You studied video before getting to music, did your background in video add to the way you work and create music?
A little bit, yes. The reason I loved doing video was because of skate films (rollerblading), I was watching skate films all the time, skating in skateparks. It used to be a really big scene back in 2002 and I used to constantly watch these VHS skate videos. I loved seeing the coupling of music and movement, like when someone lands a trick, there would be a drum hit or something. That’s why I studied film. But it’s hard to say whether it had an effect on how I make music or how the visual content goes. We usually give all the visual ideas to other people to explore. Like on this record, Frank Lebon, the guy on the cover, designed all the sleeves and had a hand on the majority of the music videos. I like that because his brother Tyrone did all the Crooks and Lovers record sleeves and videos. We felt that the new record was so far away from the first record that it was nice to tie them together with the two brothers. They’re different guys, slightly different styles. I figured that was important for us because the second record didn’t feel very supported by us in a weird way (Cold Spring Fault Less Youth, 2013)
Are you not a big fan of your second album?
I just don’t like it except 2 or 3 songs, the ones with Archy and Made To Stray. Thinking back, I believe we didn’t have that much time to do it if we had had another 2 or 3 months it could have been a really good album. It’s like a work in progress. It was just a very turbulent time for Kai and me, we were in our mid-twenties and trying to figure out what we were doing. We had a little bit of money to buy equipment so we bought way too much stuff we didn’t need. It just didn’t feel very focused. For that record we wanted the cover to be a designed image rather than a kind of photographic thing. I think that’s because for me there wasn’t enough content inside the album, I felt like it needed that extra visual bit to it. This record just felt not knitted together, it was more an experiment. Our new album is completely different in my mind, I love it. I feel really positive about the whole thing, everything seems finished to me, I feel some closure with it. For this one’s visuals, we knew Frank’s work was going to be similar to what was done by Tyrone on the Crimson Lovers, we knew it was gonna be vaguely similar but with something new. He just nailed it, he got it absolutely right.
So what was the brief for this album’s visuals?
There wasn’t really a brief, to be honest from our point of view we wanted something that stood out. Initially Frank wanted one of the inner sleeve photos as a front cover, one that has colour on it. We weren’t blown away by that idea and thought it should be him on top of that rock, eventually, he agreed. We didn’t give him any clue, he created on what he heard. He was like, “I really feel a connection to this song, this song and this song, I wanna do music videos for them”. He doesn’t really investigate the way we make music, which I guess is in the same way that we don’t investigate how he makes what he does and why. To me, that feels way more like a collaboration and it’s the way Kai and I work. It’s more based on instinct and it’s the same with Archy (Archy Marshall, King Krule), with James Blake, with Mica (Mica Levi, Micachu)… it’s always been like that.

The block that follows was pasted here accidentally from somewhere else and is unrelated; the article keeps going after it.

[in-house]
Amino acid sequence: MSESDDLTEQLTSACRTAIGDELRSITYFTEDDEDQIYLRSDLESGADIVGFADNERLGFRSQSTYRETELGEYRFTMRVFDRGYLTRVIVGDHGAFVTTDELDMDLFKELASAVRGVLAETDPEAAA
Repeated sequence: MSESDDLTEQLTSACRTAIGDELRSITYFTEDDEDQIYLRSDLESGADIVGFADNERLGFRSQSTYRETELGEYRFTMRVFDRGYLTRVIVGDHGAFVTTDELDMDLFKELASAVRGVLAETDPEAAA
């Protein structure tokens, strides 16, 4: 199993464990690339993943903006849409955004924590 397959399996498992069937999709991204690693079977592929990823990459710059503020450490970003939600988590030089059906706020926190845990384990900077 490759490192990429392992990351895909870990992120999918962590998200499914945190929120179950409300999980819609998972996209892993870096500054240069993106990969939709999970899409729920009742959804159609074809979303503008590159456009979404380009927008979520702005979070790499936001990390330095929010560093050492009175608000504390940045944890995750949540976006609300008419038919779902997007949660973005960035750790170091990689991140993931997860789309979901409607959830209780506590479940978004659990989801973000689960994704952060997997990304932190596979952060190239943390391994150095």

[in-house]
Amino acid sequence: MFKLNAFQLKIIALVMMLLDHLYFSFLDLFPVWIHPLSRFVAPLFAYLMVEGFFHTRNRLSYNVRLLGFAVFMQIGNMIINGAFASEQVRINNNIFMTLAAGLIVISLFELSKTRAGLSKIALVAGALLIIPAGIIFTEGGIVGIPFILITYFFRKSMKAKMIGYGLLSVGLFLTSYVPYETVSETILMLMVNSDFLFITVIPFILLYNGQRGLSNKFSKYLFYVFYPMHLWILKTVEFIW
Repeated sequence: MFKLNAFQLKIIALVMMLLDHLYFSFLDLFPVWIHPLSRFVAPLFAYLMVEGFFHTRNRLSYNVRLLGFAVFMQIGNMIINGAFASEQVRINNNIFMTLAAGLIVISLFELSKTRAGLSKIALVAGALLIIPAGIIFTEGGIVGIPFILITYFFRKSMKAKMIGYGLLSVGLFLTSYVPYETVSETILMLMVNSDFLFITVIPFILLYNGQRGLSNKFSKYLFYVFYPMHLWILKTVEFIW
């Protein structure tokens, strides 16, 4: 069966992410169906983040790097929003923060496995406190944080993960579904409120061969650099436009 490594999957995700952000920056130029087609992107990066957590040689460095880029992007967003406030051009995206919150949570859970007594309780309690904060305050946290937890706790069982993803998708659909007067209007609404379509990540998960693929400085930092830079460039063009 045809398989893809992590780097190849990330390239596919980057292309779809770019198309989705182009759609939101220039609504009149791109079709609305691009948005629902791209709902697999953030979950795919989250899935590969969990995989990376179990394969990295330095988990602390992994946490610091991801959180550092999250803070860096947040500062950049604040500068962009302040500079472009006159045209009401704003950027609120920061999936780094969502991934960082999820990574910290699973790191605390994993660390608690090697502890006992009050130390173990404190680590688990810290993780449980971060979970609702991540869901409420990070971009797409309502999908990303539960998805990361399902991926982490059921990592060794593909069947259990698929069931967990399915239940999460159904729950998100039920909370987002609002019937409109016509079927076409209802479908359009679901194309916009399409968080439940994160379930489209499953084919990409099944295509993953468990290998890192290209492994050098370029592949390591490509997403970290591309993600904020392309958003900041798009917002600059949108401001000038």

In this album, there are way more vocalists than in any project you’ve worked on before, how challenging was it to put so much voice in it?
It was actually very easy because all of those people are friends. Basically, our ideas were 15-20 second loops, we played all of the stuff we had to each of them, James said “I like that, let’s work on that” and Mica was “I like that, let’s work on that”, same with Archy. Everyone was really involved in it, which made it feel really natural.
The song How We Got By got our attention for how James Blake it sounded, was all the features co-creations?
In How We Got By there’s nothing James has written on there, it was all us and he sang, which is bizarre cause lots of people said it sounded like a James Blake track. The fact is that Kai and I may have always made, to some degree, similar music to James’. We both came from the same place. I think of The Pixies when I hear that song, then James makes it a James Blake song with his voice which is so distinctive. That’s what we wanted with the features in this record, I think all of them felt out of their comfort zone. I had never seen James sing over a track that has grungy drums. Then Mica is in a song which is quite different for her, she’s more abstract. Archy is probably the one for who it makes more sense to just be screaming on Blue Trainlines. But I think all of them were a little surprised at where we were with the album. None of them had heard anything until we sat down together, they were like “Fuck, you’re going this way, interesting…” They were excited by it. After the album came out James actually said he wished he sang on something really fast. That would have been mental, so surprising. I love that because it pushes all of these people we’ve known for so long and have so much respect for. I think now we’ve set this platform for us to work with any of those guys, anytime, which is just brilliant for us, as it’s so much fun.